Velvet Glove, by Emma Holly

I started reading romance novels in 8th grade, giggling at the mall’s bookstore with my girlfriends in our mini-packpacks full of Claire’s earrings, snickering at the sex scenes. We got kicked out one time actually.

Although my introduction to the genre was out of immaturity, they became the mainstay in my reading habits and I was ALWAYS embarrassed that I read them. Literally until 3 months ago when I discovered romance book blogs and realized there is a WHOLE HUGE part of world (wide web) who appreciates, respects, and luurrves them too.

velvet-gloveAs I felt more empowered about my reading choices I found that I hadn’t taken the next step in my lusty reading journey: Erotic Romance. I still know VERY little about this sub-genre, but if traditional romance already prompts the horrible stereotype of porno/recycled/bad writing, erotic romance has an even WORSE rep.

Boy are they wrong. I picked up Emma Holly’s Velvet Glove based on a few good reviews and found one of the BEST WRITTEN PASSAGES of how love starts and grows, unbeknownst to the person themselves. Check out Holly’s FABULOUS skills:

She closed her eyes. Deep inside her, in the recesses of her soul, something sparked and began to burn like a tiny candle. The something had never been there before: not for her father [and] not for her mother… It hadn’t been there for any of her ex-boyfriends, or for Sterling… Nor had it been there for Tommy, her best friend, though of all the people she’d known, he’d come the closest to lighting it.

If she suspected how small and fragile the something was, she might have blown it out. As it happened, however, she barely registered its presence. She certainly didn’t know what it was. Consequently, as Audrey slept in Patrick’s arms, the little flame burnt merrily, a sneak thief, a harbinger of things to come.

The imagery evoked a powerful response in me and stayed with me through the rest of the book – I felt, saw, and cherished that flame as Audrey and Patrick’s relationship developed.

So there, erotic romance CAN be well written. But that doens’t mean this story and characters totally worked for me…

Now I definitely didn’t read Velvet Glove on the metro, and when hubby saw the cover I wasn’t 100% upfront with him about what I was reading at the time, but I wasn’t as sketched out or embarrassed as I thought I would be, and will definitely be checking out more reviews for well-written erotic romance in the future.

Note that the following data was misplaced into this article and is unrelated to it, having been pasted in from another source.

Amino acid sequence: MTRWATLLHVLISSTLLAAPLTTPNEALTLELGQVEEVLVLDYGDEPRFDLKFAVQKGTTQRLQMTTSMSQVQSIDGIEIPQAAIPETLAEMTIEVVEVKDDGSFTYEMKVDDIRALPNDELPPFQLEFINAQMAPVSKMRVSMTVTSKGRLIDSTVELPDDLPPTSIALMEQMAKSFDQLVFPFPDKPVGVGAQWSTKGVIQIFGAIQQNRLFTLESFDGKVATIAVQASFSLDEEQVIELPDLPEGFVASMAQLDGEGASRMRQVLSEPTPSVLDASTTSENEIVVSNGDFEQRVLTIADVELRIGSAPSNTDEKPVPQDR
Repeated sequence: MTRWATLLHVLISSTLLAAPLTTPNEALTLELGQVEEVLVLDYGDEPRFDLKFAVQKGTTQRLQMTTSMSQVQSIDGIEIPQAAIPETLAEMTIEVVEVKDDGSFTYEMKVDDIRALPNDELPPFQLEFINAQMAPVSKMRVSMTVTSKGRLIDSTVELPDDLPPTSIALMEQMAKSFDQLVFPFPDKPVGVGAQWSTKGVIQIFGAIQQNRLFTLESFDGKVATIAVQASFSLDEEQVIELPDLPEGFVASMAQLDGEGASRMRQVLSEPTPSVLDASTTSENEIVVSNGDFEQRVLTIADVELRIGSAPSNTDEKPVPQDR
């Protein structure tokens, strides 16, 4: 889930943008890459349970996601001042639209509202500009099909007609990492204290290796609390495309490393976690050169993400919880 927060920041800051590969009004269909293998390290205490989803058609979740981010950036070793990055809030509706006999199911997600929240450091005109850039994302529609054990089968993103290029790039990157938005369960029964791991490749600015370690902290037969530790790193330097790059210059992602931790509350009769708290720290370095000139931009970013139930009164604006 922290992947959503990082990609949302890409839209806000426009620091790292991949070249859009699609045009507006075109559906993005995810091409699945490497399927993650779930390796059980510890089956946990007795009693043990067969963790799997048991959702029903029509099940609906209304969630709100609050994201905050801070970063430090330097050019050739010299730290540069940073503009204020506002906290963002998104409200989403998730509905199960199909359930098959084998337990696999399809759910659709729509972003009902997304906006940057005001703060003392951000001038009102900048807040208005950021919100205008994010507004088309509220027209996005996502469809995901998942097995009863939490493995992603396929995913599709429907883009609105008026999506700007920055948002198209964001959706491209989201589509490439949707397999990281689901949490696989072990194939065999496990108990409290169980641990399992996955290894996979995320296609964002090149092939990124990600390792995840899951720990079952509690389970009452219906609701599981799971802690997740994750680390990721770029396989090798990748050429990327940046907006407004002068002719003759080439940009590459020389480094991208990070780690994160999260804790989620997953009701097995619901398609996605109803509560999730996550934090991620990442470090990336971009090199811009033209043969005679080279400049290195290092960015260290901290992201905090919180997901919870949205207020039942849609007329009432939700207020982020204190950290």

Read on for the summary of Velvet Glove and what I thought overall:


Audrey Popkin realises she has bitten off more than she can chew when she gets embroiled with icy-cool banker, Sterling Foster. His ideas about how to have fun are more bizarre than any English Literature graduate should have to put up with! One morning she packs her bags and walks out of his luxury Florida apartment, heading back to Washington DC in search of a more regular deal with a more regular guy. But, for a girl like Audrey, this is not as easy as it sounds. When Patrick Dugan, the charismatic owner of an old-world bar with a talent for mixing the smoothest cocktails, fixes Audrey in his sights, some strange alliances are about to be formed. Within a week Audrey talks her way into a job at Patrick’s bar and a room in the apartment he shares with a drag queen jazz singer called Basil – who has a great line in platinum wigs. Audrey soon realises that Patrick is not all he seems. Why is he pretending to be gay? And what is he covering up for his father, a pillar of the local community? Audrey is so besotted with the enigmatic barman that she doesn’t realise they are connected by a mutual adversary – a steely, cold-hearted son of a bitch who will take them all down if he doesn’t get his little plaything back.